LOS ANGELES – When Terrell Owens hasn’t been a Dallas Cowboy for a decade but can still channel some of the deep discontent in the fan base, it’s safe to say the franchise has a long road ahead.
“2 playoff wins in 10 years!! [Jason] Garrett isn’t the answer & NEVER will be!” Owens tweeted at Cowboys owner Jerry Jones.
This was the first cut in the coming autopsy of this Cowboys season. And it went straight for the heart. Right at Garrett, whose anticipated contract extension is going to be the talk of the offseason. The hottest topic stoking the hottest tempers, right next to the future of offensive coordinator Scott Linehan and the monster contract extension of quarterback Dak Prescott.
Maybe this is why Jones skipped out on his typical postgame media swarm on Saturday night, embracing retreat in the face of the 30-22 loss to the Los Angeles Rams in the divisional round of the NFC playoffs. Perhaps that was more prudent than stepping out in a fit of emotion and answering some of the many questions that are hanging overhead in the coming months. Because they were coming. If not from Owens, from other directions that are ready to dive right into the tangle of decisions that will determine a significant portion of the next half-decade in Dallas.
Things such as …
Is it wise to give Garrett a lucrative long-term contract extension when (as Owens correctly pointed out), he hasn’t won more than two playoff games in 10 years and never made it beyond the divisional round?
How much longer will Dallas stick with Linehan, whose offense continues to look dated (even on the good days).
What does Kris Richard need to do to officially earn the defensive coordinator promotion?
Those are three significant questions hanging out there right now, under one overarching umbrella of “What needs to change and when are you actually going to change it?”
And Cowboys fans, well, if they want some change, they might have some reason to worry. Jones has made no secret of his pleasure over Garrett turning the season around. Or that he’d like to have Linehan back next season. Or that he envisions Rod Marinelli sticking around too, meaning Richard may have to hold off on his coordinator title yet again.
In the late hours of Saturday night, the status quo sure seemed like the theme coming from the coaching staff, which stuck with a message of loving the current team and just needing some seasoning and experience. In some ways, the Cowboys were delivering the typical recitation of most “building” franchises after a second-round playoff loss. Something like: “We know we’ve got the right pieces and this loss can be a good thing in the long run.”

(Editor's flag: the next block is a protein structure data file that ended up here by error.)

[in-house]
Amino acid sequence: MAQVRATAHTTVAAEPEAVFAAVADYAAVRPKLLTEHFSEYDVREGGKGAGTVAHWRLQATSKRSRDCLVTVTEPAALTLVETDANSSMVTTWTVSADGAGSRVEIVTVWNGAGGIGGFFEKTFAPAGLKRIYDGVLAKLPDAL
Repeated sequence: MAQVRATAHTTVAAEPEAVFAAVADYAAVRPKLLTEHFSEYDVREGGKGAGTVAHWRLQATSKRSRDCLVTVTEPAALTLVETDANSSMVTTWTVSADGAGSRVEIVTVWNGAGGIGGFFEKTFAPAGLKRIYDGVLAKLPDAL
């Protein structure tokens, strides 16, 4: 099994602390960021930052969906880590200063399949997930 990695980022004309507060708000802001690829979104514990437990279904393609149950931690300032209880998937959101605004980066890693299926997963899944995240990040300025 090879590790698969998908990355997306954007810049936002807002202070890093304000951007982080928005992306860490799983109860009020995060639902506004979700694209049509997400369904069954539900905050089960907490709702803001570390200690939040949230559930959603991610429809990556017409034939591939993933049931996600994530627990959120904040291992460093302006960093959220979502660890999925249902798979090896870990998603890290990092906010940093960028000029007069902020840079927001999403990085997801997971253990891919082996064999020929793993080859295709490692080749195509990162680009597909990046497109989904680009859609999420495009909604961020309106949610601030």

You could hear it when Garrett described the Cowboys as, “A young football team that grew a lot over the course of 16 games and a couple games in the playoffs. I think we’ve learned from our experiences. I think we grew. I think we got tougher. I think we became a more hardened football team. I think a lot of young guys grew up and they grew up together. Those are really positive things we can build on.”
And it echoed again when Richard said of the loss: “It hardens you. It’s a tough game. But what do scars do? Either they wound you and they send you away, or every time you look at a wound, it’s just a reminder how life can’t break you. That’s the mindset right there.”
If you’re a believer of that, then you’re pointing at the Rams team that beat Dallas on Saturday. The one that lost 26-13 to the Atlanta Falcons in the wild-card game that followed the 2017 regular season, then went ballistic in the ensuing offseason in hopes of scaling the rest of the mountain as quickly as possible. You’re saying “look what the Rams did when they hit that wall in 2017.”
If you’re not a believer in that – if you’re in the Owens camp, which wants some major Cowboys changes – then you’re probably remembering that 2017 also featured six (!) playoff teams that didn’t make it back the following year. Teams like Atlanta, which just fired all its coordinators. Or the Jacksonville Jaguars and Carolina Panthers, who may very well be one season away from sweeping out the entire organization. Or the Buffalo Bills, who most people can’t even remember being in last year’s playoffs.
It’s boiled down to this: Dallas had a good season in 2018. The playoff win appears to be a positive step. Some quality pieces have been added, the defense looks young and promising and the quarterback situation appears to be workable. There are things to like. But it doesn’t take Owens’ criticism to see that a lot of questions need to be carefully considered before answering.
Garrett’s nine-year record is worth considering very carefully before an extension that could pay him as much as $8 million to $9 million per season. Linehan’s playbook deserves a deep dive after seeing so many offenses across the NFL aggressively moving to crank up the tempo and spread out defenses. As for the defense, if Richard is basically running the whole thing, then he should probably be given the respect of the title – which actually says something to the players he coaches.
And of course, there’s always the money to consider. If the Cowboys franchise Prescott after the 2019 season, why rush to give him the potentially team-crippling quarterback deal his representation is hoping to land right now? If DeMarcus Lawrence has proven his worth, why give him a second franchise tag, which will invite only strife this offseason? And if guys like Allen Hurns and Terrance Williams and David Irving (or anyone else) isn’t pulling their weight, why devote money, snaps or future consideration to them again?
This is the autopsy that’s coming. And what the Cowboys do with it will likely mean the difference between another step forward or three steps backward. Because the 2018 season is over and it didn’t end where it was supposed to. And it doesn’t take a Terrell Owens cannon shot to know that.
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